A review of The Hydra by Graham Stull

Reviewed by Magdalena Ball

The Hydra
By Graham Stull
Ribbit Books
Paperback: 346 pages, April 15, 2015, ISBN-13: 978-0993265006

The year is 2020. Brian Matterosi is a world-renowned biologist who has engineered the Hydra virus, which has sterilised a large proportion of the world’s population. Matterosi is on trial for genocide, and as public enemy number one, his high-profile trial will make or break its two key attorneys, defence attorney Art Blume, and prosecutor Leeton Kgabu, both of whom know themselves to be in the right, and certain of winning.

As the trial progresses, the subtle issues underlying Matterosi’s crime make it clear that there is no obvious right and wrong, and that guilt is everywhere. Though he’s cured many forms of Cancer through his research and single-handedly solved overpopulation and a number of other human created ills, Matterosi isn’t exactly a hero you can warm to. Nevertheless, Stull creates a character memorable and believable enough to draw the reader in as the complex web surrounding Matterosi’s backstory, narrated as a confessional tape, mingles with the unfolding events through the trial. The plot is super fast paced, with enough cliffhangers, a touch of romance, and plenty of excellent and very well informed science (think Atwood in Oryx and Crake) to keep the pages turning faster than you can say “overpopulation.”

The story itself is one that is all too likely, presenting a dystopia grounded in current predictions—a ‘what will life be like’ as we grapple with our growing population, greenhouse gasses, global warming and food shortage. It’s an uncomfortable but compelling vision, not just in terms of Matterosi’s world saving/destructive infertility virus, another nod to Oryx and Crake, but also the way in which capitalism has run amok, with the International Criminal Court’s super powers granted by the recently ratified Abuja Treaty, and media conglomerates (“GlobalSix Entertainment”) running the show and governmental politicking taking precedent over ‘truth’ – a shifting notion in this very thought-provoking book:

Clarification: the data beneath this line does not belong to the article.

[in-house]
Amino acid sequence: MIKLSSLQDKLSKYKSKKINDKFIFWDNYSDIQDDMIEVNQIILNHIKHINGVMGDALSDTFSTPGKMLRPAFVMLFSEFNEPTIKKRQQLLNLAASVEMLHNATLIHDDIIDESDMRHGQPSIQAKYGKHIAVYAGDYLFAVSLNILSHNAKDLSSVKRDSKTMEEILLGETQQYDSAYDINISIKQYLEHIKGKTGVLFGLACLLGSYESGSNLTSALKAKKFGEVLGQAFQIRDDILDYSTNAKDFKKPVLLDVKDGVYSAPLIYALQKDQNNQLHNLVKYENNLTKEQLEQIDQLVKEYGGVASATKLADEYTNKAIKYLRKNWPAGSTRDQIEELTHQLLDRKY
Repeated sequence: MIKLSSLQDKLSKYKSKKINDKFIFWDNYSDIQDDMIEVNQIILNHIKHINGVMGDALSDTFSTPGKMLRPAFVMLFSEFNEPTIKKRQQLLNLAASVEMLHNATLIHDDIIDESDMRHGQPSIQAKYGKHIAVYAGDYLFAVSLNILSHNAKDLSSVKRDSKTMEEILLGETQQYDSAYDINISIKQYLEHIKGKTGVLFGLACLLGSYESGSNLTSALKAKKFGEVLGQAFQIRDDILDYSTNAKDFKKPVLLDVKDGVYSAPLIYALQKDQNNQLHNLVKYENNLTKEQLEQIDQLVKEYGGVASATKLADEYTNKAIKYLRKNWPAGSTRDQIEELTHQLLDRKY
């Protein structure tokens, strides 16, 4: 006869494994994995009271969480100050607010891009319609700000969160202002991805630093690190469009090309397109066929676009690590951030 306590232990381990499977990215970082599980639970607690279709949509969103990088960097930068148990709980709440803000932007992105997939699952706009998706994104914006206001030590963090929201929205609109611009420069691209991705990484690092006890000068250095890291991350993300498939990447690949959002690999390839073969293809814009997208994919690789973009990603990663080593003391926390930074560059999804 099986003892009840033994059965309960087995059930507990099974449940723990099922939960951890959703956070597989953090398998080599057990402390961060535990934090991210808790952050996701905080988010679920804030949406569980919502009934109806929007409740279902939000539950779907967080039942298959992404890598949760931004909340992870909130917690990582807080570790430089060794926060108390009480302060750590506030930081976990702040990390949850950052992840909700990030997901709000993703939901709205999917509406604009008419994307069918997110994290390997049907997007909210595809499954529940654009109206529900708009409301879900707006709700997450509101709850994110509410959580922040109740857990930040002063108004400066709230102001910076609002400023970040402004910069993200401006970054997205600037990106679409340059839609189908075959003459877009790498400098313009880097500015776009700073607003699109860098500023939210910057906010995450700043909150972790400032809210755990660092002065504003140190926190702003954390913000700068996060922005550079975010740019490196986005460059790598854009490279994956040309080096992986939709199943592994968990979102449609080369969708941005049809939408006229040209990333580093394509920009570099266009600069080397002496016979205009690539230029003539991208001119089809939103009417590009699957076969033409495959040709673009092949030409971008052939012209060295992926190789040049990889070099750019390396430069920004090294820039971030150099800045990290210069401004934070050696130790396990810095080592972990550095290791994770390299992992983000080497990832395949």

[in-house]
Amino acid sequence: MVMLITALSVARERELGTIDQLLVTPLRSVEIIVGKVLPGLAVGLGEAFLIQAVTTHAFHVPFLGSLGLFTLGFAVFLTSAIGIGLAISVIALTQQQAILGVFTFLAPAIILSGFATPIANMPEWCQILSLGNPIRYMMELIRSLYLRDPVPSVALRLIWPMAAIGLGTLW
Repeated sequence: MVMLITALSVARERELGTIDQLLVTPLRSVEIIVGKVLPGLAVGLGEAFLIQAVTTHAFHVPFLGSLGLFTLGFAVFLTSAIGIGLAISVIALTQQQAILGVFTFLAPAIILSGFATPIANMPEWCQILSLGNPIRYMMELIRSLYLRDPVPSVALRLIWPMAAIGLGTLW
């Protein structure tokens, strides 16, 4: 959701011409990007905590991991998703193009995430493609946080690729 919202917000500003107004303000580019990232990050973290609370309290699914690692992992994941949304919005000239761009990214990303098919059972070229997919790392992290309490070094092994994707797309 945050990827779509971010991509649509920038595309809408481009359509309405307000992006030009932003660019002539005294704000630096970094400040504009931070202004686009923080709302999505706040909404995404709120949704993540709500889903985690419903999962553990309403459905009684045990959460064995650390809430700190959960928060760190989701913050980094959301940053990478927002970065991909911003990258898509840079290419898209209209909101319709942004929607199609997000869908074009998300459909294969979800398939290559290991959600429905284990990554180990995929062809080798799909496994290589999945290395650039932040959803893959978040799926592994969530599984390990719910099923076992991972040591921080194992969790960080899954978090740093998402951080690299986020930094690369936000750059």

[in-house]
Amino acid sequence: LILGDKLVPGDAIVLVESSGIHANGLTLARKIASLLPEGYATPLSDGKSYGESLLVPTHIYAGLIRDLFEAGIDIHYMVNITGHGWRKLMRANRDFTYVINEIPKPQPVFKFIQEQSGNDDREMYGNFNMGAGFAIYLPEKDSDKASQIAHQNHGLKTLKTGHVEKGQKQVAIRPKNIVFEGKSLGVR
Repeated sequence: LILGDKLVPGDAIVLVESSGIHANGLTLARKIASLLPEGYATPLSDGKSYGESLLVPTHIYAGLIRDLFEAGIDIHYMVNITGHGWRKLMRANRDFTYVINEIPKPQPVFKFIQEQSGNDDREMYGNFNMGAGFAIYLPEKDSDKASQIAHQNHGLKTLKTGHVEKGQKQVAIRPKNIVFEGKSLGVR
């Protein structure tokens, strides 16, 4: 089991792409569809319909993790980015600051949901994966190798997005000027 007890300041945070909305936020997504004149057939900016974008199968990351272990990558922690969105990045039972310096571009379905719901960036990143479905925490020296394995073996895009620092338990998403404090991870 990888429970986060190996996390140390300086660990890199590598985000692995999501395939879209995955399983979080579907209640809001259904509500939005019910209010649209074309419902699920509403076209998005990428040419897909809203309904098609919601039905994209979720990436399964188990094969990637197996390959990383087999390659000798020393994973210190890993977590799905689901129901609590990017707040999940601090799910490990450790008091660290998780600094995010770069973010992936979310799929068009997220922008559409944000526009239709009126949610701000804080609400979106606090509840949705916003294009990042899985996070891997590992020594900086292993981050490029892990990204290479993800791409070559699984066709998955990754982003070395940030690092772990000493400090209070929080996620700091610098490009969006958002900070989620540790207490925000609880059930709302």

Art knew from the research his team had done that it was kitted out with dozens of monitors and hundreds of controls. GlobalSix Entertainment could control more than just the screenshot that would be beamed into every home on the planet. They could control the lighting, the sound on the judges’ microphones, even the temperature in the room.

For all its dystopian imagery, and legal thriller positioning, The Hydra has its humorous moments, mostly around the ridiculous conjunction of power and entertainment; politics and human frailty. For example, GlobalSix’s “Trial Manager” Rachel Hyberg, visits Kgabu in his room with a USB stick containing the first part of Matterosi’s taped confession. When he asks where she got it, she replies:

“We’re a media company,” she answered with a coy smile. Reality TV is one of GlobalSix’s main areas of activity. Surveillance security systems are another.”

Matterosi’s childhood is often poignant, as he describes his mother’s demise and the painful ousting from his peer group lunch table:

When the time finally came everyone was in their normal places. My place was empty as I would have expected, But when I went to sit down with my lunch tray, Rasher authoritatively placed his folder down on the hard, bum-shaed plastic seat.

“It’s taken,” he announced. I looked at him. He glared back. I turned to Jessie. He looked a bit sheepish, but the group dynamic lent him strength of purpose.

“We don’t want you sitting here anymore, Brian,” Jessie announced. “Go find somewhere else to sit.” This was the ultimate betrayal. My whole clique turned against me.

No one in The Hydra is entirely innocent – even those who appear to be at first. Nothing is quite as it seems, and there are no easy moral answers. Though The Hydra reads like a fast-paced easy thriller, with enough twists and turns to keep any reader guessing right to the rather unexpected ending, it’s no light read. There are some very serious themes in this novel that are subtly handled with dramatic irony and a rich exploration of the implications of a world in serious crisis. The Hydra is a superbly written genre-busting thriller that will keep the reader guessing, and thinking long after the book is done.